Dear V.S.: The use of daily aspirin to fight cardiovascular disease has been a long-standing debate between medical professionals. Because of the increased risk of gastrointestinal bleeding, aspirin, especially in high doses, is not recommended for every patient.
However, U.S. experts have revised aspirin guidelines, stating that lower doses appear to be at least as effective as higher doses and safer at preventing heart attack in men and stroke in women. The new U.S. Preventive Services Task Force guidelines are tailored to match age and gender. Among the recommendations: Men aged 45 to 79 should take aspirin if the chances of preventing a heart attack outweigh the chances of gastrointestinal bleeding (GI). Women aged 55 to 79 should take the drug if the chances of reducing ischemic stroke outweigh the risks of GI bleeding.
The recommendations, published in the Annals of Internal Medicine, state:
• Men aged 45 to 79 with heart risk factors should take aspirin if the preventive benefits outweigh the risk of bleeding.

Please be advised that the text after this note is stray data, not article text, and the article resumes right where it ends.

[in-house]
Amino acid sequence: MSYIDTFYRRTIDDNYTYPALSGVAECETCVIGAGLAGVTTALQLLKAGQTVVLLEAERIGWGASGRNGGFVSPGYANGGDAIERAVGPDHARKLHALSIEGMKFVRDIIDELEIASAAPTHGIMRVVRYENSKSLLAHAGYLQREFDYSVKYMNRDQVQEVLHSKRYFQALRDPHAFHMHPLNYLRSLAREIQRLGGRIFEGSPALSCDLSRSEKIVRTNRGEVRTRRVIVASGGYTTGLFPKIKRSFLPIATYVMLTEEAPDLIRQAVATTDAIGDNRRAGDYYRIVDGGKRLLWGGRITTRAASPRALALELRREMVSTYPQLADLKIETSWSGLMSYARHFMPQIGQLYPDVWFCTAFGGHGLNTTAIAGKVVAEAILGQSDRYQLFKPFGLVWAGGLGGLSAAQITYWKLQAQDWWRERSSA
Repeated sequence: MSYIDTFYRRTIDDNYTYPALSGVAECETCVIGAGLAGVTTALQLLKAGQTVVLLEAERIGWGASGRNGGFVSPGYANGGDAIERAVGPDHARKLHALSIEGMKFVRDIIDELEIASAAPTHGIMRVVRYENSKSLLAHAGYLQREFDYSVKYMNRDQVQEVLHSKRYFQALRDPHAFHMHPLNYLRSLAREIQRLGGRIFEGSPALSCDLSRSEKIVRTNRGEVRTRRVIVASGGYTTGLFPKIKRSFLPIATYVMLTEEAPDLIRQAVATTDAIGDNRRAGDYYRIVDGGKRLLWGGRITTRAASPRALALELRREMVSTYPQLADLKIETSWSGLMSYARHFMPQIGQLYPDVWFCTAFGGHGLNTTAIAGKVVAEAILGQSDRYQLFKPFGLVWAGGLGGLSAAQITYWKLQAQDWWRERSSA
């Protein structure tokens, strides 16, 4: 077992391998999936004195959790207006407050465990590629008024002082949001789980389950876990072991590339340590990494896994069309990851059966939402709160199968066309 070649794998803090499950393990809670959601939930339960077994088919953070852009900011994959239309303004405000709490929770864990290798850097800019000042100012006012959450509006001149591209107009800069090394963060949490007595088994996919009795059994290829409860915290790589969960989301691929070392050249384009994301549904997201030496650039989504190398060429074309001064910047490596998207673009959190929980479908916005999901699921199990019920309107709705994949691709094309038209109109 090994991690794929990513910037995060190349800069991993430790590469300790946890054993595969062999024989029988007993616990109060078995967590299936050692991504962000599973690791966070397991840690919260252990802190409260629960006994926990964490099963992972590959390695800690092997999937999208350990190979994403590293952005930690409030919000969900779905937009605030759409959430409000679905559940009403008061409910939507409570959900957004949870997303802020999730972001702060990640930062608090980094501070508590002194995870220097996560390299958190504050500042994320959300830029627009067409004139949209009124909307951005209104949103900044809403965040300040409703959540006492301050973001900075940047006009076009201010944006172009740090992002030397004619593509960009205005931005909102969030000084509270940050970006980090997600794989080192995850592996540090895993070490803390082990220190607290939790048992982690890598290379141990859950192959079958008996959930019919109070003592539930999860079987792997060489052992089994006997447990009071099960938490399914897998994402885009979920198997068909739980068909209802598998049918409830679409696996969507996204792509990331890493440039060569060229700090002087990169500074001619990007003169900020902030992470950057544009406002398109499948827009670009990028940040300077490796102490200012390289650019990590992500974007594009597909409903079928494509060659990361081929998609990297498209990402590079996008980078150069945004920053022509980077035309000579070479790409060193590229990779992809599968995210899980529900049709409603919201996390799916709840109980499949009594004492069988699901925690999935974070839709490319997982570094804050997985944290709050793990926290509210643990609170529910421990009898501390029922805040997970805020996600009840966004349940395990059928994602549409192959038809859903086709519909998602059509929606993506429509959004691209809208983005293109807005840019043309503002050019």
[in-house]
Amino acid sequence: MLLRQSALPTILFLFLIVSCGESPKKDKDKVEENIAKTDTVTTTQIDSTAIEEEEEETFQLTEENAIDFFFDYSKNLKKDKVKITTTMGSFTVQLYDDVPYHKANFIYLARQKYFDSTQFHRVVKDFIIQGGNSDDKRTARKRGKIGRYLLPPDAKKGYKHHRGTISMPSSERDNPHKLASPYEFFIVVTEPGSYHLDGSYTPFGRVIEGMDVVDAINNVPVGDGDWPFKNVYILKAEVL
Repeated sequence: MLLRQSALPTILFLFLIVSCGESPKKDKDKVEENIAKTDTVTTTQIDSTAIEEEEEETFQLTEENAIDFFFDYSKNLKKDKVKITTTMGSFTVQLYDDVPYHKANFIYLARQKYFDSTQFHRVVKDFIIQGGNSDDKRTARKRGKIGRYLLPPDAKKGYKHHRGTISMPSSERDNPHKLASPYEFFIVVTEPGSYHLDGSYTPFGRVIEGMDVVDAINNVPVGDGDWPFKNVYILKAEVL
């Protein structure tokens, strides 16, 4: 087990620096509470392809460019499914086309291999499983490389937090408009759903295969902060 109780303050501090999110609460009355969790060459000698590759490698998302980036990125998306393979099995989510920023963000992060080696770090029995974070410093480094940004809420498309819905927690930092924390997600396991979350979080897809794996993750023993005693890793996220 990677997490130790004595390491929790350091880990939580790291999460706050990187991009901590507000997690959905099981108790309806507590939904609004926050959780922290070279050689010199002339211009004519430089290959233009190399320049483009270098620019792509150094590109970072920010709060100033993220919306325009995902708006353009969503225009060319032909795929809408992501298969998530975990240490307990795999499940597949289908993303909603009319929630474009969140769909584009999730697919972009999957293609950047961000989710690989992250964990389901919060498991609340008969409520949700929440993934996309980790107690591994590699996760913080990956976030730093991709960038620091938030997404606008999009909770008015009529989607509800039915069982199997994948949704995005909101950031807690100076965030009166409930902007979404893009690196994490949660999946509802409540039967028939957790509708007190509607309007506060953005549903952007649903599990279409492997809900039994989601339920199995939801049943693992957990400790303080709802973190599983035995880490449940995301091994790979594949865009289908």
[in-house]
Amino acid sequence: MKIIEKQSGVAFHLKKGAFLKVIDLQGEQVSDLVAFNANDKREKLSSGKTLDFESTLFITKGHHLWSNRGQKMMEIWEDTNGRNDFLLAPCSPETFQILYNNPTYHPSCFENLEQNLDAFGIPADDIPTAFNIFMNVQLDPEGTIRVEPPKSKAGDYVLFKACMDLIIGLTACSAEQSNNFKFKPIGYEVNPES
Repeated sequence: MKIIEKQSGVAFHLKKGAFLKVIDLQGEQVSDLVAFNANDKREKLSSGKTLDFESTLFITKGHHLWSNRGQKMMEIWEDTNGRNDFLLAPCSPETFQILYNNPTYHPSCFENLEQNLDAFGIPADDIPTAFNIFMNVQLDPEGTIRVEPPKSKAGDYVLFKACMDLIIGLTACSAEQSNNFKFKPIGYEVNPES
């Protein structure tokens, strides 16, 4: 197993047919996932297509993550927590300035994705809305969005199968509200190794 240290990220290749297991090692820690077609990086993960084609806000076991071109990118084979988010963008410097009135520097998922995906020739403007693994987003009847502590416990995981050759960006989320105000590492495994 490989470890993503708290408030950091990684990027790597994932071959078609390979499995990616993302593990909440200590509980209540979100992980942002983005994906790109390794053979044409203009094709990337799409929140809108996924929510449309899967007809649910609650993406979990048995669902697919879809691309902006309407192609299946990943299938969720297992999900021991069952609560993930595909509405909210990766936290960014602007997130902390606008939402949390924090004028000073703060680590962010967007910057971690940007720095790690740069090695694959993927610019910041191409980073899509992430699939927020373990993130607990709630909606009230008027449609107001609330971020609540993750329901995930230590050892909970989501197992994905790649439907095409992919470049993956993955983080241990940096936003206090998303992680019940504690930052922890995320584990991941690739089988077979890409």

• At-risk women aged 55 to 79 should take aspirin if the odds of reducing a first ischemic stroke outweigh the chance of bleeding.
• Men under the age of 45 and women under 55 who have never had a heart attack or stroke should not take aspirin for prevention.
• At this time, it is not clear whether patients aged 80 and older should take aspirin.
Lower doses of daily aspirin (75 milligrams to 81 milligrams) are equally, if not more effective, than higher doses (100 mg or more) in preventing heart attack and stroke in at-risk individuals. High doses may actually do more harm, especially in people taking the clot-dissolving drug clopidogrel (Plavix®). African Americans have more severe high blood pressure than Caucasians and a higher risk of heart disease and stroke. Heart disease and stroke risk is also higher among Mexican Americans, American Indians, native Hawaiians and some Asian Americans. This is partly due to higher rates of obesity and diabetes.
Aspirin is the most used drug worldwide to prevent heart attack and stroke, according to recent studies. More than one-third of US adults are believed to take aspirin each day. Always consult your physician before beginning any aspirin therapy.